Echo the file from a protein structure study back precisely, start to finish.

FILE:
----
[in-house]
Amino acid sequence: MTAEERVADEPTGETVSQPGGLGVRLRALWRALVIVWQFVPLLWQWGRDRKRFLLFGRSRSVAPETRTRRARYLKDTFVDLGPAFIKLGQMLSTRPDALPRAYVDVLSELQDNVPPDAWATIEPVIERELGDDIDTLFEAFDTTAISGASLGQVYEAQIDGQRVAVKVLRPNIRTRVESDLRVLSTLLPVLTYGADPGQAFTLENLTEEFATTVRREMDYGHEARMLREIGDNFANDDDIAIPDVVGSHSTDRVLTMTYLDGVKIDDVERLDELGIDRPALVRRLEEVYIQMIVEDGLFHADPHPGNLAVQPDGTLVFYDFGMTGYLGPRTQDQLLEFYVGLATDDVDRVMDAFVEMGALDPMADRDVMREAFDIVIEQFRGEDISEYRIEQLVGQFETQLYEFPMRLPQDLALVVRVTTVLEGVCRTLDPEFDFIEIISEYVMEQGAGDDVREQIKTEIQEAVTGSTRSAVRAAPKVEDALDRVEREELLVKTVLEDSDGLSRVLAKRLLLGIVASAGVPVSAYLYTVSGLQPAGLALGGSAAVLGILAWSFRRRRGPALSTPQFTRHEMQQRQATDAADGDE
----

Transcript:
[in-house]
Amino acid sequence: MTAEERVADEPTGETVSQPGGLGVRLRALWRALVIVWQFVPLLWQWGRDRKRFLLFGRSRSVAPETRTRRARYLKDTFVDLGPAFIKLGQMLSTRPDALPRAYVDVLSELQDNVPPDAWATIEPVIERELGDDIDTLFEAFDTTAISGASLGQVYEAQIDGQRVAVKVLRPNIRTRVESDLRVLSTLLPVLTYGADPGQAFTLENLTEEFATTVRREMDYGHEARMLREIGDNFANDDDIAIPDVVGSHSTDRVLTMTYLDGVKIDDVERLDELGIDRPALVRRLEEVYIQMIVEDGLFHADPHPGNLAVQPDGTLVFYDFGMTGYLGPRTQDQLLEFYVGLATDDVDRVMDAFVEMGALDPMADRDVMREAFDIVIEQFRGEDISEYRIEQLVGQFETQLYEFPMRLPQDLALVVRVTTVLEGVCRTLDPEFDFIEIISEYVMEQGAGDDVREQIKTEIQEAVTGSTRSAVRAAPKVEDALDRVEREELLVKTVLEDSDGLSRVLAKRLLLGIVASAGVPVSAYLYTVSGLQPAGLALGGSAAVLGILAWSFRRRRGPALSTPQFTRHEMQQRQATDAADGDE